Probability Parrots

As I am writing this blog, a Guardian article is published noting: ‘Study finds parrots weigh up probabilities to make decisions’ (based on a research in ‘Nature Communications‘) (Davis and Roy 2020, n.p.). This study of an entirely different life-form allows us to employ an ‘environmental critique’ of Artificial Intelligence, where the persistent ‘black box’ myth that evacuates the complex human/non-human practices and proclivities that allow these systems to function.

What’s more, the probabilistic prowess of the parrots remind us that the predictive qualities of AI actually aren’t that big a deal, that humans as other animals actually have ‘AI’ themselves, as over time we are perfectly capable to take in complex information and gauge probabilities on an intuitive level:

“There is good evidence that human intelligence is domain-general, meaning that humans can combine information of different types – social, physical [and] numerical – to make a single judgment or decision. It wasn’t previously clear if other animals, besides great apes did this – or were restricted to using a single source of information at a time, meaning they are only good at solving one sort of problem” (Bastos, quoted in Davis and Roy 2020, n.p.).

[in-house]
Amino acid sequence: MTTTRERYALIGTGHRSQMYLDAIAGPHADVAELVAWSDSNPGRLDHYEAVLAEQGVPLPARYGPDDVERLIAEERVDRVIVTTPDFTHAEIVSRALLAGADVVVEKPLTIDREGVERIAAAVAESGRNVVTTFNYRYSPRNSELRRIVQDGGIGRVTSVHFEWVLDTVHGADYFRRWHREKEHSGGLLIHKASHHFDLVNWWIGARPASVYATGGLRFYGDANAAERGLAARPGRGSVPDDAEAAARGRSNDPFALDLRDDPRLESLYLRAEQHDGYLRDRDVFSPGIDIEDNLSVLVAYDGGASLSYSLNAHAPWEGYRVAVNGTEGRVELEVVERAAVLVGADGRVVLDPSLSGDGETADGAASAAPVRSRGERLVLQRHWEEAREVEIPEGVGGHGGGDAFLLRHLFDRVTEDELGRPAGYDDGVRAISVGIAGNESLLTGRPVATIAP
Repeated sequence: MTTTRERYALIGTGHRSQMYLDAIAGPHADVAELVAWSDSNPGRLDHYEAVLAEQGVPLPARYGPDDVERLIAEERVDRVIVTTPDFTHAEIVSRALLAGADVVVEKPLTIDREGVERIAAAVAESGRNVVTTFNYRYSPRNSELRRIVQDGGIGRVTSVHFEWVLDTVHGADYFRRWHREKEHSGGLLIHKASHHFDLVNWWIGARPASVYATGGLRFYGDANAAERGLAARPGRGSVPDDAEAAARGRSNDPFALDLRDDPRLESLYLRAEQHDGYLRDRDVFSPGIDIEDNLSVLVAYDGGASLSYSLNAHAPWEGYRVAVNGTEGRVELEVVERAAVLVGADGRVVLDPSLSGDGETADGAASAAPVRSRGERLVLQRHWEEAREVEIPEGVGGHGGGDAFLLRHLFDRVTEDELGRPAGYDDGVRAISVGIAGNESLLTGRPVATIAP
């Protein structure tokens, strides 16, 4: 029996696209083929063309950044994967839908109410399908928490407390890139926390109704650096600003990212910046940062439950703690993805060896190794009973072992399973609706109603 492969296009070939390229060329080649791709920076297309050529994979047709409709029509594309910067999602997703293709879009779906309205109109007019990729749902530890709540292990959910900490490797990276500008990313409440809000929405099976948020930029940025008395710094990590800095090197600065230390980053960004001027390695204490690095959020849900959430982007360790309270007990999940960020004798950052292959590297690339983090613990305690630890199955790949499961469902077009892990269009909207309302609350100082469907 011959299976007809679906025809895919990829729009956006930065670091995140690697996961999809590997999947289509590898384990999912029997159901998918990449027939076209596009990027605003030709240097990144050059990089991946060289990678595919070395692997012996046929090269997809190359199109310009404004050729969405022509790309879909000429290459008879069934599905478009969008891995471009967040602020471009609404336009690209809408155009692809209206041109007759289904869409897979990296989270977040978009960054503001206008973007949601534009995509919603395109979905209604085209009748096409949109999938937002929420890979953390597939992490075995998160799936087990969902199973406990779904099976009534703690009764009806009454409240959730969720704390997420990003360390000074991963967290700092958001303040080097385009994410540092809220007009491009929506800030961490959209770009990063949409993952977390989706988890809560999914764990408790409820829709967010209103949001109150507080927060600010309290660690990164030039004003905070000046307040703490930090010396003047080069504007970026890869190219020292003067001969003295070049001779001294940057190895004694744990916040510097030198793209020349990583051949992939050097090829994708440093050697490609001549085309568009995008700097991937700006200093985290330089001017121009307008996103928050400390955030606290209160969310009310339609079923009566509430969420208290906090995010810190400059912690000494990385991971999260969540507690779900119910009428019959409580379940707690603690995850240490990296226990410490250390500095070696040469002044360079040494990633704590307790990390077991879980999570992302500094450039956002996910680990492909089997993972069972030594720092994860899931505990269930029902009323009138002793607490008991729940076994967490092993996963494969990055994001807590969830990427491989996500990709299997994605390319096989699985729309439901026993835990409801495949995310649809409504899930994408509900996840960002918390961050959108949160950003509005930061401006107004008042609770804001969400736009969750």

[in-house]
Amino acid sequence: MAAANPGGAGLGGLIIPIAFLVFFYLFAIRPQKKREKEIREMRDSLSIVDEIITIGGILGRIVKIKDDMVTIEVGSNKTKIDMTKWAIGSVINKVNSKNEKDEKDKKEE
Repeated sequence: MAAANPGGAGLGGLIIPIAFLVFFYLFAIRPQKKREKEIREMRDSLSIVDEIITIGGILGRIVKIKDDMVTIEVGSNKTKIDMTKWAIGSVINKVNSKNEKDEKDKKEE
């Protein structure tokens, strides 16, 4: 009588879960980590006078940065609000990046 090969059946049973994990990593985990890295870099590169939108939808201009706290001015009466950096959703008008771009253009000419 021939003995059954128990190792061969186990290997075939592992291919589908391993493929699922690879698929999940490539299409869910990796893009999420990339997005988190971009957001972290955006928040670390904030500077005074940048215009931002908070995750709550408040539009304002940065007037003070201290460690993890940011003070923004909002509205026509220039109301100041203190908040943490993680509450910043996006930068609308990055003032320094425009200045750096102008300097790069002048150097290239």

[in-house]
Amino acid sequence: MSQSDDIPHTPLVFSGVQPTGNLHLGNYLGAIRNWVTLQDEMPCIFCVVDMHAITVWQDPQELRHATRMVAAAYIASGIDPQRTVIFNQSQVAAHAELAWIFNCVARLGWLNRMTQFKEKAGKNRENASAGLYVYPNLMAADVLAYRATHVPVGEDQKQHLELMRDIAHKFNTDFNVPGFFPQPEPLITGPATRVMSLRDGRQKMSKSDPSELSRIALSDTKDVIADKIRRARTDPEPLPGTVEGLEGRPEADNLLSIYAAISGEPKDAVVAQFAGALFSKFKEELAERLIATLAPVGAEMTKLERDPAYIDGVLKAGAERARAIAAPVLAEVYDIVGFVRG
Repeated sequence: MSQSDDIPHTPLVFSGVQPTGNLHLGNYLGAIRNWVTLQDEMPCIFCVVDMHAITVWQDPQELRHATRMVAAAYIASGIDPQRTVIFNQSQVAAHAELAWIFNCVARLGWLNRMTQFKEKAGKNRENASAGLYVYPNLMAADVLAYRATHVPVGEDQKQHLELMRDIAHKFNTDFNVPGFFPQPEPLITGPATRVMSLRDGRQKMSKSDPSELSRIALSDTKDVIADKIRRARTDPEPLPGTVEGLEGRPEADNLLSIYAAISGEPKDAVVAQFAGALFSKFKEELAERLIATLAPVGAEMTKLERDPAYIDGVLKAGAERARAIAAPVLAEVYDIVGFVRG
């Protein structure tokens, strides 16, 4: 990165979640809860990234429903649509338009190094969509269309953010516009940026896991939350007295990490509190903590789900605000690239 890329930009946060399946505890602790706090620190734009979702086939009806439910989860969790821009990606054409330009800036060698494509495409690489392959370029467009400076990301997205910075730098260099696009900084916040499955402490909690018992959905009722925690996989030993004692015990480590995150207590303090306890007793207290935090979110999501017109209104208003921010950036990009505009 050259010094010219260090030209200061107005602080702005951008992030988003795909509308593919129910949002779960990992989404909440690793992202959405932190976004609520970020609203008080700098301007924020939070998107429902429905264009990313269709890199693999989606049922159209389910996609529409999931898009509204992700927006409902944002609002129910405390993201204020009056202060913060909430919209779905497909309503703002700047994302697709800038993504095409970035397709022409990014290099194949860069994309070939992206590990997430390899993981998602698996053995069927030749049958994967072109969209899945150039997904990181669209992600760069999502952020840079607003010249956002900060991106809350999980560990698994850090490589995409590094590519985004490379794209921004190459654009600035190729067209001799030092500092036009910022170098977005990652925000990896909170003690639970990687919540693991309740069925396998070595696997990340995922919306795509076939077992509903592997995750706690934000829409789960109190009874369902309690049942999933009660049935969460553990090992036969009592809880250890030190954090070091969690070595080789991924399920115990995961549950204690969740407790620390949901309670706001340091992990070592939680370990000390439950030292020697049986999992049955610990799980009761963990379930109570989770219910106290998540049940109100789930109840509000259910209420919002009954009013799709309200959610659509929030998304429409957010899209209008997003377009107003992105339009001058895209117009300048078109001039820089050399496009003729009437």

Murdo MacLeod/The Guardian

The ‘algorithmic capacity’ of humans is revealed in parrots, yet as with our fellow critters, our intelligence cannot be dis-entangled from our embodied cognitions: “’Kea seem to be able to integrate several [types of] information and that suggests that they are not ‘clever’ only in one specific aspect but also in others,’ she said. ‘That might suggest that intelligence may have evolved as one package, not as several smaller packages’”(Bastos, quoted in Davis and Roy 2020, n.p.).

Ambient and environmental intelligences open the doors to a more nuanced, rich and extended notion of intelligence, and one that is timely in its countering of fantastic scenario’s surrounding AI technologies. As Karen Barad would point out, our intelligence is ‘intra-active’; bringing the world into being in entangled and embodied manners that extend across environments, species and cultures.



  • Barad, Karen. 2007. Meeting the Universe Halfway: Quantum Physics and the Entanglement of Matter and Meaning. Durham & London: Duke University Press.
  • Davis, Nicola and Roy, Ainge Eleonor. 2020. “Study finds parrots weigh up probabilities to make decisions”. The Guardian, 3 March 2020.
  • Robson, David. 2020. “Spiders think with their webs, challenging our ideas of intelligence” . New Scientist, 5 February 2020.
  • Saraceno, Thomas. 2018. “ON AIR”. Accessed 5 March, 2020.

  • Tursic, Miha. 2019. “Symposium: Environmental Intelligence”.  Accessed 5 March, 2020.

Featured Image: Murdo MacLeod/The Guardian